A bucket list – everyone has one even if you’ve never really verbalized it. I checked a big one in visiting the NFL Hall of Fame in Canton.
It was coincidental, but that much more special as a Buffalo Bills’ fan that the greatest receiver in Bills’ history happened to be part of this year’s class. Andre Reed was a significant contributor and beneficiary of the K-gun offense that made the Bills’ offenses of the early 1990s so prolific and he had waited a long time to join fellow inductees from those teams – Jim Kelly, Bruce Smith, James Lofton, and Thurman Thomas – in the HOF.
It was an honor to be there to finally see him receive that distinction.
I should have made the journey five years ago when Bruce Smith was inducted. Smith, the league’s all-time leader in total sacks, was and still is my favorite Bill simply for the ferocity with which he attacked the game. Supporting Reed during his own entry into the Hall would have to suffice as a mea culpa to Smith.
Upon arriving in Canton, I spent the majority of Saturday in the Hall itself prior to the ceremony.
If you love the history of the game and can spend hours absorbing every little tidbit about its players, founders, and evolution then being in the Hall of Fame is like being a kid in a candy factory – and if that was the case I consumed an awful lot of sugar that day.
Because I went during the HOF weekend the place was packed and I spent nearly an hour in line just to enter the gallery that houses the players’ busts. We were entertained by the hall’s guides that were giving away trading guards for correctly answering trivia about the NFL’s history as we waited.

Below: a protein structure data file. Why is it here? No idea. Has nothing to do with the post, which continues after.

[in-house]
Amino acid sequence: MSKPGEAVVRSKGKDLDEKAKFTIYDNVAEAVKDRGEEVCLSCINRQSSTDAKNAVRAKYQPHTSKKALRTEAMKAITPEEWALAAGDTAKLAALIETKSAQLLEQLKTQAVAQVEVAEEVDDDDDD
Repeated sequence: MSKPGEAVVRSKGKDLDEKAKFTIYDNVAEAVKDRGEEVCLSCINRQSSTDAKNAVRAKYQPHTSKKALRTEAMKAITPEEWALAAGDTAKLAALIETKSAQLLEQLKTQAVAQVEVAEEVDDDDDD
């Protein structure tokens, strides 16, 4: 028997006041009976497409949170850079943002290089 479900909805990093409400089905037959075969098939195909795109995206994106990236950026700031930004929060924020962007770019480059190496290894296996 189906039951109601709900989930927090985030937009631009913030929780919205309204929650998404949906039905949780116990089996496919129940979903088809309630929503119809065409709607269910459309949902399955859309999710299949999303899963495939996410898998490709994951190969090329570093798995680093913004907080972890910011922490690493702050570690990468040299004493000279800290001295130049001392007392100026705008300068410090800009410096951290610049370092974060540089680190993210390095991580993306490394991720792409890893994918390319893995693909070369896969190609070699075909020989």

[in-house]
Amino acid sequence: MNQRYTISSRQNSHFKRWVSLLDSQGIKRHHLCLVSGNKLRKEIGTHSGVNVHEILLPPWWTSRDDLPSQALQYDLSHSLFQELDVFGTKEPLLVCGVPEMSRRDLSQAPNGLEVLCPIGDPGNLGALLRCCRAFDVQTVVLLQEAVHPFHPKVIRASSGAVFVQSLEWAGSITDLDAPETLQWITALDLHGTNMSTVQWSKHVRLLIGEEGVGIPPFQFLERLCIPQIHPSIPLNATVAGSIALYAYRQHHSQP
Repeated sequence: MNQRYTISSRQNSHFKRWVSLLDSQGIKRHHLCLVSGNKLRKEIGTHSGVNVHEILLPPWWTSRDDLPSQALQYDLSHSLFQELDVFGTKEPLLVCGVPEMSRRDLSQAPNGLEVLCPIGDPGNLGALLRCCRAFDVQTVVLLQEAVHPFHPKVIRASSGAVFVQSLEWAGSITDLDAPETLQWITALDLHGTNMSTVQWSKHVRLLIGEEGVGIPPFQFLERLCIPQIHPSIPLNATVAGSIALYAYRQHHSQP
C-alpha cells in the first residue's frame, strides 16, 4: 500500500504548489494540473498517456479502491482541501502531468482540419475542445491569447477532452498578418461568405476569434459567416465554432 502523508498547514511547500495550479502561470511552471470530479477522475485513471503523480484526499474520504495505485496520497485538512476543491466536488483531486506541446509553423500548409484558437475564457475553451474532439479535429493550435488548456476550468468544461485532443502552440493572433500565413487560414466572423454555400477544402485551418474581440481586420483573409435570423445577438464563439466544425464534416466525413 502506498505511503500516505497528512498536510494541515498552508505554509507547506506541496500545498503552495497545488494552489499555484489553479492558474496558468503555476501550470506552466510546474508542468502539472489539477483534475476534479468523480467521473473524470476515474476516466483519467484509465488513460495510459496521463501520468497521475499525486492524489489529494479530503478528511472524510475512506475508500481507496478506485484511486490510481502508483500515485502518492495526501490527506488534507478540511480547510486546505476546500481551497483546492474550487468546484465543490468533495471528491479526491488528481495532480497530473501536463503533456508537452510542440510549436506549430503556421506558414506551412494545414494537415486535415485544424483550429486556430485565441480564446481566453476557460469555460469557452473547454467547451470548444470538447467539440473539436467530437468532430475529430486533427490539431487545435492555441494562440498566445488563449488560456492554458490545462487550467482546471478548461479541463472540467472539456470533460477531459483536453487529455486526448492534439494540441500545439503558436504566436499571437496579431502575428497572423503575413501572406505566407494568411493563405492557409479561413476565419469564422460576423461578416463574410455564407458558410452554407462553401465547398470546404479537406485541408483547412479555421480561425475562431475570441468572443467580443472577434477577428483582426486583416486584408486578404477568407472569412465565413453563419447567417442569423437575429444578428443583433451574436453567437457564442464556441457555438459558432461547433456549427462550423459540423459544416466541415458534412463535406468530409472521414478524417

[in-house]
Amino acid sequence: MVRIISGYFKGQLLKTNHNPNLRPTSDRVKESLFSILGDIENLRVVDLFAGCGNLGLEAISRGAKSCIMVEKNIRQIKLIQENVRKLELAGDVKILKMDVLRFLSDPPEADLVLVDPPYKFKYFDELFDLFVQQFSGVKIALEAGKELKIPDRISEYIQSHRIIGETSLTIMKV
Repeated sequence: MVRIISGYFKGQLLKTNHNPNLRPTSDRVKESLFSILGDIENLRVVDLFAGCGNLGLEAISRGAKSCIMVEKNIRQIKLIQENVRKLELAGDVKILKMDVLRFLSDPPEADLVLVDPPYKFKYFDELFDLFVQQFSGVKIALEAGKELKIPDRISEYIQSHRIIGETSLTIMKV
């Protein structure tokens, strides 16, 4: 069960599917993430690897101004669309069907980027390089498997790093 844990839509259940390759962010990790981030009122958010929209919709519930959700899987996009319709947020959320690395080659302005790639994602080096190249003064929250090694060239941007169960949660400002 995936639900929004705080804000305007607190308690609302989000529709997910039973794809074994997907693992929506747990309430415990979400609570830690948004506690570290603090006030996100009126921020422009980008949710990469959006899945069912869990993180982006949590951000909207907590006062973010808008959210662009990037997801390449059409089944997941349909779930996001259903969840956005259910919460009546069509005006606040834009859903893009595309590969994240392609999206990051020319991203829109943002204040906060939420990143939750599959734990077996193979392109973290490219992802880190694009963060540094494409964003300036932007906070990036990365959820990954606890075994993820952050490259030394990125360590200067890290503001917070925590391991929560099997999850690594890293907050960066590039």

Who knew that men’s heads could be so fascinating? But the Hall itself was just the precursor to that night’s ceremonies.
I’m not a movie buff and I don’t watch much television outside of sports so I’m not overly familiar (or excited by) with many ‘celebrities’ in the classic sense of the word. But put me in the same vicinity as some of the world’s best professional athletes and I have to admit it’s exhilarating.
My father and I spent nearly an hour next to the NFL Network stage that at any one time held legendary players such as Michael Irvin, Lawrence Taylor, Deion Sanders, Marshall Faulk, Warren Sapp, John Lynch, and Simeon Rice. But no one received the reception that former Bills’ and HOF quarterback Jim Kelly did. Kelly would draw the largest crowd and biggest cheers and show of support as he continues to battle cancer.
To see Kelly in person is tough – it is staggering the amount of weight he has loss and how fragile he looks. But his positive attitude and interactions with his many fans are a stark contrast to his outward appearance.
With Canton being a mere three-hour drive from Buffalo and with Bills’ fans being as supportive of their own as any of the top franchises, Bills fans showed up in droves and probably made up nearly 75 percent of the crowd in attendance.
Outside of Buffalo, I have never seen that many Bills’ fans in one place and am used to being the lone Bills’ fan wherever I go. But this weekend, was different and that was a great feeling. And Bills’ fans clearly love Kelly – a man who has supported the Buffalo community long after his playing days were done.